Nicole makes landfall in Florida as a rare November hurricane bringing heavy rain and high winds

Nicole makes landfall in Florida as a rare November hurricane bringing heavy rain and high winds

Hurricane Nicole made landfall early Thursday along Florida’s east coast just south of Vero Beach, the National Hurricane Center said, before quickly losing momentum and being downgraded to a tropical storm as it was moving over central Florida. But it was still battering much of the storm-weary state with high winds, dangerous storm surge and heavy rain, the center said.

What was a rare November hurricane had already led authorities to close airports and theme parks and order evacuations, including former President Donald Trump’s Mar-a-Lago club.

Authorities have warned that Nicole’s storm surge could further erode many beaches hit by Hurricane Ian in September.

And the number of power outages continued to rise: according to, some 363,000 homes and businesses in Florida had no power.

Nicole had maximum sustained winds of 50 mph Thursday morning with its center about 30 miles northeast of Tampa and about 60 miles west-southwest of Orlando, according to the hurricane center. It was moving west-northwest at 16 mph.

Vehicles cross a flooded street after Hurricane Nicole landed on November 10, 2022 in Fort Pierce, Florida.
Vehicles cross a flooded street after Hurricane Nicole landed on November 10, 2022 in Fort Pierce, Florida.

Joe Raedle/Getty Images

Tropical storm-force winds from the sprawling storm extended up to 345 miles from the center in some directions.

Nicole was expected to move west toward the Gulf of Mexico Thursday, move north and then cross the Florida Panhandle and parts of Georgia Thursday night, the hurricane center said. The storm was expected to cross the southeastern United States on Friday.

Mike’s weather page tweeted videos of many dramatic scenes, including these:

Nicole became a hurricane Wednesday night when it slammed into Grand Bahama Island after making landfall hours earlier on Great Abaco Island as a tropical storm with maximum sustained winds of 70 mph. It is the first storm to hit the Bahamas since Hurricane Doriana category 5 storm that devastated the archipelago in 2019.

For storm-weary Floridians, this is only the third November hurricane to hit their shores since record-keeping began in 1853. The previous ones were Hurricane Yankee in 1935 and Hurricane Kate in 1985.

Mar-a-Lago, Trump’s club and home, was in one of the evacuation zones, about a quarter-mile inland from the ocean. The main buildings sit on a small rise of about 15 feet above sea level, and the property has survived many stronger hurricanes since it was built nearly a century ago. The station’s security office hung up on Wednesday when an Associated Press reporter asked if the club was being evacuated. There were no signs of evacuation Wednesday afternoon.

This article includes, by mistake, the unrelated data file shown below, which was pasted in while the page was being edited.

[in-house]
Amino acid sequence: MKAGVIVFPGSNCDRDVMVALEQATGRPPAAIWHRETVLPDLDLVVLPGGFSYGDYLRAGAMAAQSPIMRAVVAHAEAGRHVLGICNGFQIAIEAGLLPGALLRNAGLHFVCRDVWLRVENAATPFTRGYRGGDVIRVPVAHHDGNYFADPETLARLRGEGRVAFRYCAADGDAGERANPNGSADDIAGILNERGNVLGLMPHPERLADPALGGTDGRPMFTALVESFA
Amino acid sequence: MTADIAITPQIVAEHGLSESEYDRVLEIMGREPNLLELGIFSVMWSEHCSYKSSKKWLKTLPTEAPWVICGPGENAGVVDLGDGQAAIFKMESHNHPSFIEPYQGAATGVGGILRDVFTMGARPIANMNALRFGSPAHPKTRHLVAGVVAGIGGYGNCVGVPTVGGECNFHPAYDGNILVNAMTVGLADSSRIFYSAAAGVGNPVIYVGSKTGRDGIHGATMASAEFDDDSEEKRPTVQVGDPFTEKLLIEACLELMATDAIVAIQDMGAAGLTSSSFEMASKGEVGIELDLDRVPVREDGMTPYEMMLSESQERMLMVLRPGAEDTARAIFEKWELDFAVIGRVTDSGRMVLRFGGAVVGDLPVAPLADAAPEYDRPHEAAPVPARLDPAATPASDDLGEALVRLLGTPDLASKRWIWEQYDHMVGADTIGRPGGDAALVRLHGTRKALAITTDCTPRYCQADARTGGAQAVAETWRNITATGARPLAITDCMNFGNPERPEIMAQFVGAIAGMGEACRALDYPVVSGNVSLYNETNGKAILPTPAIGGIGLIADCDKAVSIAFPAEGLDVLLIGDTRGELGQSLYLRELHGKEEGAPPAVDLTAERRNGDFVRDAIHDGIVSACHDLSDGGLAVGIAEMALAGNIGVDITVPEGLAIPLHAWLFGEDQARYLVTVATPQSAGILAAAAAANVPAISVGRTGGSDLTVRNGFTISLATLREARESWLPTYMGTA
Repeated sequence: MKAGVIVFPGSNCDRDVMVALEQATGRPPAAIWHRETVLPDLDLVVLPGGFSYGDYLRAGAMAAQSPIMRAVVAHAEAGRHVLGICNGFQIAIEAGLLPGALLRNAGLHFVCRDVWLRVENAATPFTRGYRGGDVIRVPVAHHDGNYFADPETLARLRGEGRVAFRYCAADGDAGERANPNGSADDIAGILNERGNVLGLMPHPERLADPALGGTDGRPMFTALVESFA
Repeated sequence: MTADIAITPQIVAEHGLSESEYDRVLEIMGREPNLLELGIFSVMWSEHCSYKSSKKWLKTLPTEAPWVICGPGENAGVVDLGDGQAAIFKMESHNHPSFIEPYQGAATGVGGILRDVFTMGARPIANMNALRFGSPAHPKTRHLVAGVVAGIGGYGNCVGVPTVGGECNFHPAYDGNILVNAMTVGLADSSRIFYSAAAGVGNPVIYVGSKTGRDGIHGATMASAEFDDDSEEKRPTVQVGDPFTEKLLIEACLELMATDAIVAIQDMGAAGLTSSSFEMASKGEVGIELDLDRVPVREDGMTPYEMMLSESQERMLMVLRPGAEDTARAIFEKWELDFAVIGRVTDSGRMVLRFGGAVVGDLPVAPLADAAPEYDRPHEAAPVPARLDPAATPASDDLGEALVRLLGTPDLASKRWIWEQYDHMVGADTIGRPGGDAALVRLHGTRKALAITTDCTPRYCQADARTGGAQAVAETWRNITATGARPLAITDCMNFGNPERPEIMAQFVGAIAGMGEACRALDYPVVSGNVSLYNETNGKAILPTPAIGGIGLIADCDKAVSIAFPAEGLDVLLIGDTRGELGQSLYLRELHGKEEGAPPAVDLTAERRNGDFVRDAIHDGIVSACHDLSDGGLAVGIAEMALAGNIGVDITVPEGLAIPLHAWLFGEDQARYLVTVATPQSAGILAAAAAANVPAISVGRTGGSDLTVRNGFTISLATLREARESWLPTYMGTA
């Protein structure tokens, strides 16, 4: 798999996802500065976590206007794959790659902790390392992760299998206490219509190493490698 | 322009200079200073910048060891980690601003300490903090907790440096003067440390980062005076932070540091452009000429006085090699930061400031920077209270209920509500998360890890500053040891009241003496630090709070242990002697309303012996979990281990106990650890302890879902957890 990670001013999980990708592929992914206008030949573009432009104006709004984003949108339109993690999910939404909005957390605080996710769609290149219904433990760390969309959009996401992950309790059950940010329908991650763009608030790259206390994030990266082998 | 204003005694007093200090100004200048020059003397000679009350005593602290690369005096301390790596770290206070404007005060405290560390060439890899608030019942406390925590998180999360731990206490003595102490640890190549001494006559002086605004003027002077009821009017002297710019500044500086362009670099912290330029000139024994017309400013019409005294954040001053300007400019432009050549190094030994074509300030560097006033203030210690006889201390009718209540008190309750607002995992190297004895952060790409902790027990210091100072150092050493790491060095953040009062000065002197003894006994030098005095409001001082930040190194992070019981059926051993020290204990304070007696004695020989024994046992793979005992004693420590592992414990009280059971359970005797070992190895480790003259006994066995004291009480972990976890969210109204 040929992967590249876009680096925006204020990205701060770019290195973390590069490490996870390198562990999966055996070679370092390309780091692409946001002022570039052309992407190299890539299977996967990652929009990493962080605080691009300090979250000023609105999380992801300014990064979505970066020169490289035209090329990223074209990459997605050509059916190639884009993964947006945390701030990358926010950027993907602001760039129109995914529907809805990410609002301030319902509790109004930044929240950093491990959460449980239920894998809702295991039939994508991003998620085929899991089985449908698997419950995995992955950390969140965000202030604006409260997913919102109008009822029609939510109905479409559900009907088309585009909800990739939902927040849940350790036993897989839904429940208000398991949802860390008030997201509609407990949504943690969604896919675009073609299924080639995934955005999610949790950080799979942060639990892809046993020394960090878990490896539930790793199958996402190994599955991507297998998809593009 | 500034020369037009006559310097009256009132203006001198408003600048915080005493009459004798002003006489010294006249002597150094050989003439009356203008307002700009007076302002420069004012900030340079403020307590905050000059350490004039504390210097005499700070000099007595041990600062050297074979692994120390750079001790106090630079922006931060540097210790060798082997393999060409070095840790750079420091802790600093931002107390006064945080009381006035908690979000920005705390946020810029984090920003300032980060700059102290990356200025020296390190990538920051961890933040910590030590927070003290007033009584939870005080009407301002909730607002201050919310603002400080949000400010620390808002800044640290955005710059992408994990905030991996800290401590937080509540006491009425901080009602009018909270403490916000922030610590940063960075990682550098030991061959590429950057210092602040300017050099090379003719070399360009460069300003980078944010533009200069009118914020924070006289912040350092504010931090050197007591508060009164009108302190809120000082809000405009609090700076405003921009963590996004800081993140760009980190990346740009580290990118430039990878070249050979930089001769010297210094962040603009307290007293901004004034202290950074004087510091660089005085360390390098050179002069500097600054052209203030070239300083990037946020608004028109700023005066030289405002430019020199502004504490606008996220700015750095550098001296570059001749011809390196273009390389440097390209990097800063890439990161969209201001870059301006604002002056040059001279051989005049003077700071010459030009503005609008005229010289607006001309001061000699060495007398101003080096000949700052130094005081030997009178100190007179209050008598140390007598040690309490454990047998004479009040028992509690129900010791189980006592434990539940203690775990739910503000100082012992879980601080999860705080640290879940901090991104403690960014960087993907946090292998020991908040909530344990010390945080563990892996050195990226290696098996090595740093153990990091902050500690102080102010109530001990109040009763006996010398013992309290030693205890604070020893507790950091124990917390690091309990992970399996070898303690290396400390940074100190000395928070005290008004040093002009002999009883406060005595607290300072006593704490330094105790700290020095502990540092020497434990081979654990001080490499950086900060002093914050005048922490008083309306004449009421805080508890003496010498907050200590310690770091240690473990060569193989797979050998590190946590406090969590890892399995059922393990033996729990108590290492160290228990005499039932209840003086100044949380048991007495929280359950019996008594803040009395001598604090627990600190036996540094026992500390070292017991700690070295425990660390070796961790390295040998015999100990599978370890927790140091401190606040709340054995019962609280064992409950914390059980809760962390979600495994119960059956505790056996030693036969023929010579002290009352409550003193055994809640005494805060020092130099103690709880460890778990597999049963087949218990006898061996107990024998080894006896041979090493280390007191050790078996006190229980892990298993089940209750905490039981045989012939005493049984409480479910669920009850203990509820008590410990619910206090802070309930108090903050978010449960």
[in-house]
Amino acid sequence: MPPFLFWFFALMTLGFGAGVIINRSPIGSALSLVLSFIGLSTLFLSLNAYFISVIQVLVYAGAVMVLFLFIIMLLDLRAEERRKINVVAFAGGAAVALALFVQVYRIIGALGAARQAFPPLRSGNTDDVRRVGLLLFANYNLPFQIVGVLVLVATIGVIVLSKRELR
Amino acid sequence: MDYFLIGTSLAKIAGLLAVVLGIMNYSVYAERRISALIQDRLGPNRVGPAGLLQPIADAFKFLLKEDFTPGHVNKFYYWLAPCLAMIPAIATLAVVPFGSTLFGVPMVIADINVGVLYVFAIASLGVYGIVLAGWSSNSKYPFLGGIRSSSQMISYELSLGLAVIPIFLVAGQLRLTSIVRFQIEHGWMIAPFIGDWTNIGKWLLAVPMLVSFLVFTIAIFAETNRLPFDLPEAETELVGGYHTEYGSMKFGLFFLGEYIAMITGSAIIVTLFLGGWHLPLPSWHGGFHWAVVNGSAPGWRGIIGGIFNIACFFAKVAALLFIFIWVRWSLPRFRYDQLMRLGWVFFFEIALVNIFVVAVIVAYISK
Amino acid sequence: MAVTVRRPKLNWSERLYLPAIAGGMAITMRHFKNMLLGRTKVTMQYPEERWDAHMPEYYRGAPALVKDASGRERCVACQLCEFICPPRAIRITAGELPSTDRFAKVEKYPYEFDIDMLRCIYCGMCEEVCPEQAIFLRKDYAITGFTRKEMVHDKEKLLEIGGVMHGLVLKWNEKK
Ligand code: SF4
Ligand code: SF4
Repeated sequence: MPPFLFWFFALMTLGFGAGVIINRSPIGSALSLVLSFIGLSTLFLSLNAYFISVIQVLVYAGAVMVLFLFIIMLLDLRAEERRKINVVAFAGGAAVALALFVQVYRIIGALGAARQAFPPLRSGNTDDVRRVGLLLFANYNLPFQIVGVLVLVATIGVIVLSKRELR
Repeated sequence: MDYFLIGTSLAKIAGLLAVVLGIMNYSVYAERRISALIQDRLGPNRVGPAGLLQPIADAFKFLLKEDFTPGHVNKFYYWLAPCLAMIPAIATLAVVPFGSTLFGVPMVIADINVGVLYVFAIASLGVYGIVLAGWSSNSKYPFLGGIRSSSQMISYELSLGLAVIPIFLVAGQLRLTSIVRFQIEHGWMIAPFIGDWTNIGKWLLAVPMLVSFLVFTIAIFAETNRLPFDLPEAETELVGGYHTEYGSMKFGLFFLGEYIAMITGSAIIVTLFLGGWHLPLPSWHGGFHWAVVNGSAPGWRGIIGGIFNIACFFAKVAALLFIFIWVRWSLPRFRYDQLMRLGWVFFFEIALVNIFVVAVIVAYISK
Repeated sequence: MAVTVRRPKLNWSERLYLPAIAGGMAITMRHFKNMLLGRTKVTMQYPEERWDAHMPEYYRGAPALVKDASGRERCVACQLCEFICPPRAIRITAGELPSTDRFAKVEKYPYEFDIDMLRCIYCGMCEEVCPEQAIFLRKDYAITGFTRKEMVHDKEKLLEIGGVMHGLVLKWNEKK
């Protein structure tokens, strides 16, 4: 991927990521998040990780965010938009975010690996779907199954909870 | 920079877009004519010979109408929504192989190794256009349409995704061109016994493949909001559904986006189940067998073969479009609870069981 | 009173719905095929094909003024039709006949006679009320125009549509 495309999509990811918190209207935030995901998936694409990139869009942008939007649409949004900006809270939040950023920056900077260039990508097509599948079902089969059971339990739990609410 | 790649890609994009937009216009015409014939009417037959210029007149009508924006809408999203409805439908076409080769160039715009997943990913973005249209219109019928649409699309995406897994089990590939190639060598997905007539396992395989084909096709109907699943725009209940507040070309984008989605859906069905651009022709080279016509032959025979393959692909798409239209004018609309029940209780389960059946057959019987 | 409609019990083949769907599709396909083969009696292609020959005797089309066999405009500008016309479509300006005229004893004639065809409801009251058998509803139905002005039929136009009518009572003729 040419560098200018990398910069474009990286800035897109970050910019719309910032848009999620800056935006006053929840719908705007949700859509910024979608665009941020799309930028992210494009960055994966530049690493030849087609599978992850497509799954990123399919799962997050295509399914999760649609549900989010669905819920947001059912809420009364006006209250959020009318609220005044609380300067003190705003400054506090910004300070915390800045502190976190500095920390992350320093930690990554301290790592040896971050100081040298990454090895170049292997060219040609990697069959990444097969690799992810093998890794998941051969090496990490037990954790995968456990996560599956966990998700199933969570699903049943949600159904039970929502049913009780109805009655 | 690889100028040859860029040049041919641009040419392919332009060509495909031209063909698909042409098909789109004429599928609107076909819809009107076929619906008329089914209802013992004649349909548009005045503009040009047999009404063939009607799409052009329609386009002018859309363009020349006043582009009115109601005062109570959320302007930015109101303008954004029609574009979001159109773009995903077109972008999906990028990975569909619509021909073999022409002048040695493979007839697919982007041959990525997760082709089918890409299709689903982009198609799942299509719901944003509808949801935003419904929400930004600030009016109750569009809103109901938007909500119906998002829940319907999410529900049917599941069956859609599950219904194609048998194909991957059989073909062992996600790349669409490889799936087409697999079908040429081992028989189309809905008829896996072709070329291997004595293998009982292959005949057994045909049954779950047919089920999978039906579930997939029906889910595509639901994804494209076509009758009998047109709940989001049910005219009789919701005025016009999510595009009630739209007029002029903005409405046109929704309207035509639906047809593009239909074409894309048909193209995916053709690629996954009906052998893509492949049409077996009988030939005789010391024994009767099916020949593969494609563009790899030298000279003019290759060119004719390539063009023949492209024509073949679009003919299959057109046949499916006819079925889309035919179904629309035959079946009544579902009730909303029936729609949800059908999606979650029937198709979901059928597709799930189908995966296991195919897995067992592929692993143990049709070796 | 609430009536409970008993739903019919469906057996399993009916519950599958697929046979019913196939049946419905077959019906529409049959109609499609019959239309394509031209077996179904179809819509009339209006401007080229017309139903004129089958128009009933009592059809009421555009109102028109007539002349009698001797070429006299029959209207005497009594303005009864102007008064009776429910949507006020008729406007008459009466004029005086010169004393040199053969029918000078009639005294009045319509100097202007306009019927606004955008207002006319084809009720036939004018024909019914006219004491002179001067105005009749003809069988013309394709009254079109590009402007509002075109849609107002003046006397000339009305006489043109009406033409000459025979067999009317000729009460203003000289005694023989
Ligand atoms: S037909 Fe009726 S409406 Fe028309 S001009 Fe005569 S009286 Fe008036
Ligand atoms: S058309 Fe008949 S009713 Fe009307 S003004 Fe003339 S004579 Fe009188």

There is no penalty for ignoring an evacuation order, but rescue teams will not respond if doing so puts their members at risk.

Daytona Beach Shores officials have deemed at least half a dozen multi-story coastal residential buildings already damaged by Hurricane Ian and now threatened by Nicole unsafe. In some places, authorities went door to door telling people to seize their belongings and leave.

Disney World and Universal Orlando Resort closed Wednesday but announced plans to reopen Thursday, according to the Orlando Sentinel.

Palm Beach International Airport closed Wednesday morning and Daytona Beach International Airport announced it would suspend operations. Orlando International Airport, the seventh busiest in the United States, also closed. Further south, officials said Fort Lauderdale-Hollywood International Airport and Miami International Airport had experienced flight delays and cancellations, but both planned to remain open.

At a press conference in Tallahassee, Gov. Ron DeSantis said winds were the biggest concern and major power outages could occur, but 16,000 linemen were on standby to restore power as well as 600 guards and seven search and rescue teams.

Nicole “will affect huge parts of the state of Florida all day,” DeSantis said.

Nearly two dozen school districts were closing schools for the storm and 15 shelters were open along Florida’s east coast, the governor said.

Forty-five of Florida’s 67 counties were under emergency declarations.

Warnings and watches have been issued for many parts of Florida, including the southwest Gulf Coast which was devastated by Hurricane Ian, which hit as a Category 4 storm on September 28. The storm destroyed homes and damaged crops, including orange groves, across the state – damage many are still experiencing.

Daniel Brown, senior hurricane specialist at the Miami-based hurricane center, said the storm will affect much of Florida.

“Because the system is so large, almost the entire east coast of Florida, with the exception of the far southeast and the Keys, is going to receive tropical storm-force winds,” he said.

Early Wednesday, President Biden declared an emergency in Florida and ordered federal aid to supplement state, tribal and local response efforts as the storm approached. The Federal Emergency Management Agency (FEMA) is still responding to people who need help in the aftermath of Hurricane Ian.

Ian caused a storm surge of up to 13ft in late September causing widespread destruction.

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